On September 28, 2022, President Joe Biden hosted the White House Conference on Hunger, Nutrition and Health. The President and his administration have established five pillars to define the scope of goals to improve the overall health and well-being of the citizens of the United States.
In addition to the President himself, there were several speakers who shared their thoughts and expertise on the issues at hand. Among them was Kari Miller-Ortiz, who serves as Move United's director of people and culture. Move United works to make people more active in sports, regardless of their ability. Miller-Ortiz expressed that the moment was distressing due to the changes in both her speech and the time she had allowed to speak.
"I'm not the type to say no, so I was like, 'Okay, I'm going to do this.'"
Miller-Ortiz rose to the occasion and represented her organization and the American people well. Most people would have found this situation a challenging form of adversity, but Miller-Ortiz has done so many times, and she has endured greater forms of adversity than speaking publicly. The US Army veteran had been preparing for this when she made the decision to join the military. The inspiration for this came from her family members like her single mother who worked as a detective and her aunt who had served in the army during Operation Desert Storm.
"I did not want to [her mom] college," Miller-Ortiz said. "The opportunity arose and I joined the army."
Unfortunately, her career aspirations in the army came to an end in 1999. When she came home for vacation, she had been on missions in places like Bosnia. While on vacation and out with friends, she was involved in a car accident with a drunk driver.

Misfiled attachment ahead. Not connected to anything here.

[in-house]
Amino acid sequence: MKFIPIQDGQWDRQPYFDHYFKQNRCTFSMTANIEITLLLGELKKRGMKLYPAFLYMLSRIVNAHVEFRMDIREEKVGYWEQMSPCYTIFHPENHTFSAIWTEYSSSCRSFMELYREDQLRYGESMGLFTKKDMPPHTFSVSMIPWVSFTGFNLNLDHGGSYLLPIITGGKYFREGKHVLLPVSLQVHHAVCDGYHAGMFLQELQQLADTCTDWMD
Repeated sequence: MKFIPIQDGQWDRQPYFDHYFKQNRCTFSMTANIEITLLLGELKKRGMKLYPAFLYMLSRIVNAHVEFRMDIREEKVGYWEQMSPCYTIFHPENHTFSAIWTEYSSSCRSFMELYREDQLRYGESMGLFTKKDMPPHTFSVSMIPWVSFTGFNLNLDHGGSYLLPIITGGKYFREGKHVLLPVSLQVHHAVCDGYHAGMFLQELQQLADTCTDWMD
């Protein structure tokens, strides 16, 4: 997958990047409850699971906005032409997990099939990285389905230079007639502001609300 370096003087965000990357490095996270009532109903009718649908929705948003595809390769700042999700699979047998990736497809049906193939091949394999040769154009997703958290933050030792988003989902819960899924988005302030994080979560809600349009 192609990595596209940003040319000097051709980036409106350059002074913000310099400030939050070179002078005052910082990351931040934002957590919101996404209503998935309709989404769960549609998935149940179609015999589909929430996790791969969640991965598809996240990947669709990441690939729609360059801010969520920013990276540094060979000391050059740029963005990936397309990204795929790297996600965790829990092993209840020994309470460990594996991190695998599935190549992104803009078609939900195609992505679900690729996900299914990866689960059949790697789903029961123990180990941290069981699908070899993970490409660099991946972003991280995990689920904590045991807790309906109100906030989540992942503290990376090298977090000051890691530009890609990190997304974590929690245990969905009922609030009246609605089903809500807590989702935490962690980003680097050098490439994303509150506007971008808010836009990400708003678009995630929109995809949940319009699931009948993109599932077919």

"I remember sitting in the car and not knowing what was going on. I felt like something was squeezing my chest, but I couldn't see anything."
A power pole had fallen on the car. When the paramedics showed up, they cut off the roof of the car. They then determined the only way to get Miller-Ortiz out of the vehicle was to amputate both legs.
"I told the guy that if he had to cut my legs off, I'd forgive him. just get me out of here So they knocked me unconscious and cut off my legs right at the scene.”
A helicopter would take Miller-Ortiz to a local hospital. Her mother was initially told that she had indeed died in the accident. When her aunt broke the news, Miller-Ortiz said she knew better.
"She said, ', I don't believe it,'" Miller-Ortiz recalled. "She gets in the car, leaves, drives to the hospital, saw me and then called my mom and said, ', she's here.'"
The driver of the car Miller-Ortiz was in died, another passenger sustained back and neck injuries, and another passenger escaped unharmed. Miller-Ortiz found her way to get ahead, and she credited her family for helping her during this time in her life, including her mother, aunt, and uncle.
She found another way to advance through sports and fitness. Describing herself as a tom-boy as a child, she mentioned playing soccer with the boys in the streets of her neighborhood and she has the proof to get in on it.
"I have all kinds of injuries and scars from it," she said proudly. "I also played basketball. I was pretty much an athlete.”